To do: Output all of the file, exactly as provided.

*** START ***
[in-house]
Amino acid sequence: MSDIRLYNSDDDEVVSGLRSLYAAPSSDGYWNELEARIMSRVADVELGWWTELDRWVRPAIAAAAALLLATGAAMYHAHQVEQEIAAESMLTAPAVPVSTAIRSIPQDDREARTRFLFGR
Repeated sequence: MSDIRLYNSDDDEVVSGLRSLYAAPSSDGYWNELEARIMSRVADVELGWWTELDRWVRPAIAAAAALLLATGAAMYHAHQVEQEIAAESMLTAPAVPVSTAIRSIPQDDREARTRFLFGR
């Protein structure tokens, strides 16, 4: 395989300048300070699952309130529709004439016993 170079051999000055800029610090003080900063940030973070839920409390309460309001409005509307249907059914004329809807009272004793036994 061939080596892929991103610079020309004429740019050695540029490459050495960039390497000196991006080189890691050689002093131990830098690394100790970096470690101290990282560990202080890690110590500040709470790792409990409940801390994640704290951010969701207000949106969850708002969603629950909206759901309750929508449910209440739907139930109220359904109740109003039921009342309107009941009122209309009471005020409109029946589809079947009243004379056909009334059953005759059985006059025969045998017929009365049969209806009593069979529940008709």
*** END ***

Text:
[in-house]
Amino acid sequence: MSDIRLYNSDDDEVVSGLRSLYAAPSSDGYWNELEARIMSRVADVELGWWTELDRWVRPAIAAAAALLLATGAAMYHAHQVEQEIAAESMLTAPAVPVSTAIRSIPQDDREARTRFLFGR
Repeated sequence: MSDIRLYNSDDDEVVSGLRSLYAAPSSDGYWNELEARIMSRVADVELGWWTELDRWVRPAIAAAAALLLATGAAMYHAHQVEQEIAAESMLTAPAVPVSTAIRSIPQDDREARTRFLFGR
């Protein structure tokens, strides 16, 4: 395989300048300070699952309130529709004439016993 170079051999000055800029610090003080900063940030973070839920409390309460309001409005509307249907059914004329809807009272004793036994 061939080596892929991103610079020309004429740019050695540029490459050495960039390497000196991006080189890691050689002093131990830098690394100790970096470690101290990282560990202080890690110590500040709470790792409990409940801390994640704290951010969701207000949106969850708002969603629950909206759901309750929508449910209440739907139930109220359904109740109003039921009342309107009941009122209309009471005020409109029946589809079947009243004379056909009334059953005759059985006059025969045998017929009365049969209806009593069979529940008709």